You might think that as a financial life planner, the saying, "Man Plans and God Laughs" would be totally anathema to my beliefs. The fact is, while planning is vital, aspects of putting your life in order and thinking through the "what if's," it does not assure us of an anticipated outcome. Does this mean we should throw up our hands, tear up our budgets and go merrily into the shopping mall and wherever else life leads us? I submit an emphatic "No!"

The question is: How do you reconcile the fact that even if you work diligently to cover all your financial bases, it just might not work out the way you wanted or expected?

Jake had been a client of mine for many years and I met Shirley several times before they got married. It was a second marriage for both. The each had children and grandchildren from their previous relationships. The planning challenges were ominous. They wanted to take care of each other as well as their respective children and grandchildren. The conversation that attempts to talk about "after I die" is typically fraught with emotion and difficulty.

"I want to be sure my accumulated wealth is there to protect my wife, when I die." Jake said. "But, I don't want Shirley's next husband to have a dime of my money, that son-of-a-bitch!"

Shirley and I both sat up a little straighter at the anger in Jake's words. For the first time since meeting her, Shirley's voice changed from her normally well measured and collected presence. "What," she demanded, "is the logic behind your statement, Jake? What you are saying makes no sense! I am a 72 year old woman. My NEXT husband?"

Her statement hung in the air. Jake looked down at the table, unable to put words to thoughts or even gather a meaningful defense. "Well, we need to plan these things out. We need to make sure everyone is protected."

While there was something slightly crazy about this exchange, there was also something touching and tender hidden behind his bombastic statement. It wasn't about his money; it wasn't about his legacy or even his mortality. Realizing this, Shirley offered back, "Jake, whatever you want to do that will make you more comfortable, I am in favor of. After all, I know how important planning out each aspect is to you." Her words soothed the situation and we agreed that their next step was to work with an Estate attorney to render their wishes into words. Once this was accomplished and he knew he had laid out a plan that took care of everyone, Jake felt at peace. Knowing that he was at peace, Shirley could focus on their bigger, happier family.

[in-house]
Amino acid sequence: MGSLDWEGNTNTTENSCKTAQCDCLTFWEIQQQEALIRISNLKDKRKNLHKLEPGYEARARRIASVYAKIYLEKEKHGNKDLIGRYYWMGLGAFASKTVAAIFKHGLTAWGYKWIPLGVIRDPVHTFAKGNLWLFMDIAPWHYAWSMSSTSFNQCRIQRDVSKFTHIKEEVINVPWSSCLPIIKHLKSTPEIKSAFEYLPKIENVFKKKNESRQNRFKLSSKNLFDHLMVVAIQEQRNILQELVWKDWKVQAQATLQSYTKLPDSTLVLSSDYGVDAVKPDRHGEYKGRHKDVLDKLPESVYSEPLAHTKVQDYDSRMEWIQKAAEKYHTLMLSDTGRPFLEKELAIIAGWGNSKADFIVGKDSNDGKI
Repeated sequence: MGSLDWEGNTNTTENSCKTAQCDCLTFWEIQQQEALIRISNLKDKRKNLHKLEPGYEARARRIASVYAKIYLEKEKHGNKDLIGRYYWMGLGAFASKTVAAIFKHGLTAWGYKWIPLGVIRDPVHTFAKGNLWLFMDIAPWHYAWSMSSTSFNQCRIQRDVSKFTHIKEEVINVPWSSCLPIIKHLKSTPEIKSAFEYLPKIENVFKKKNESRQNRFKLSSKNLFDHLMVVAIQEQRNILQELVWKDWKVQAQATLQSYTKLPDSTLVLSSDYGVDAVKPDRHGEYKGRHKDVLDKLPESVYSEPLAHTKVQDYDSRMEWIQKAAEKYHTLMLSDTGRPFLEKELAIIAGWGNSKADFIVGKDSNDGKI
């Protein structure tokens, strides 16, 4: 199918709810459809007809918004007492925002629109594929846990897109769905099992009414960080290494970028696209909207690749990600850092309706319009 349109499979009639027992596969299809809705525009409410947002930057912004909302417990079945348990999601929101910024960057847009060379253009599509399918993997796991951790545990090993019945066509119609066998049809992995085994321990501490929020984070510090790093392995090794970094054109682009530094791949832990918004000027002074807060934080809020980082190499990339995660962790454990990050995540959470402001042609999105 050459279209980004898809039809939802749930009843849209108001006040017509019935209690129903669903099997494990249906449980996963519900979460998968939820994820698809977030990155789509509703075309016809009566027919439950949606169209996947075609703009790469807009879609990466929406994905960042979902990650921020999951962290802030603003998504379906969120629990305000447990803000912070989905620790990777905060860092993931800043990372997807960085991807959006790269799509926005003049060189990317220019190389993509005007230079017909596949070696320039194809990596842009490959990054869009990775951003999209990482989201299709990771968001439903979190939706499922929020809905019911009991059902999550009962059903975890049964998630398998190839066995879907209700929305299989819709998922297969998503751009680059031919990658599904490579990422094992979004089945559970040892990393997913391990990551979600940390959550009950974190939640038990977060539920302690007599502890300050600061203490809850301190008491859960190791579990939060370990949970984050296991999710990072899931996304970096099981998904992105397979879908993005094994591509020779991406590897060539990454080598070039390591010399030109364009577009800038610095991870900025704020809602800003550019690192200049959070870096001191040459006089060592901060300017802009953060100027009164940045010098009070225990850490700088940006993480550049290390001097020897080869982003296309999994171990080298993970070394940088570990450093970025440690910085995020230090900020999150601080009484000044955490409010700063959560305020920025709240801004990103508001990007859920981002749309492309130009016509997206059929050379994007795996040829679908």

Four years later, a month after Shirley's funeral, Jake came to see me. "Michael, I never imagined it would happen like this. After all, I am six years older than Shirley-I've had heart problems, and she was healthy as a horse. I just don't get it. All that planning, and for what?"

I felt sad too. We talked for a moment about her last days, "You know, Jake,"I said, "your planning was what allowed you and Shirley to live these last few years without worry or concern of loose ends or unspoken issues. It allowed you to feel a sense of completion and order. Those are good things."

"Yeah, I guess. But, at the end of it, it didn't mean a thing. Shirley's gone." He could barely say the last words.

"I know, Jake," I said gently. "Try for moment to look at it another way. If Shirley had rejected your concerns, it would have lead to disharmony, fear and an unsettled feeling for you both. By working with you to create these plans, Shirley gave you a most important gift; the ability to put your head on the pillow at night without concern. That's big stuff, Jake."

He shrugged. But underneath the shrug, I know I saw a tiny wry smile.

Can life turn out badly? Sure. But attending to these important issues does create internal comfort. We are able to control very little in our lives. Nonetheless, we feel more complete and in control when we have taken whatever steps possible to alleviate the stresses of uncertainty. Planning provides us with a sense of order, hopefulness and care for ourselves and those we love. While God may indeed get the last laugh, we will, at the very least, have a shot at peace in the meantime. And I think that's something worth working for.

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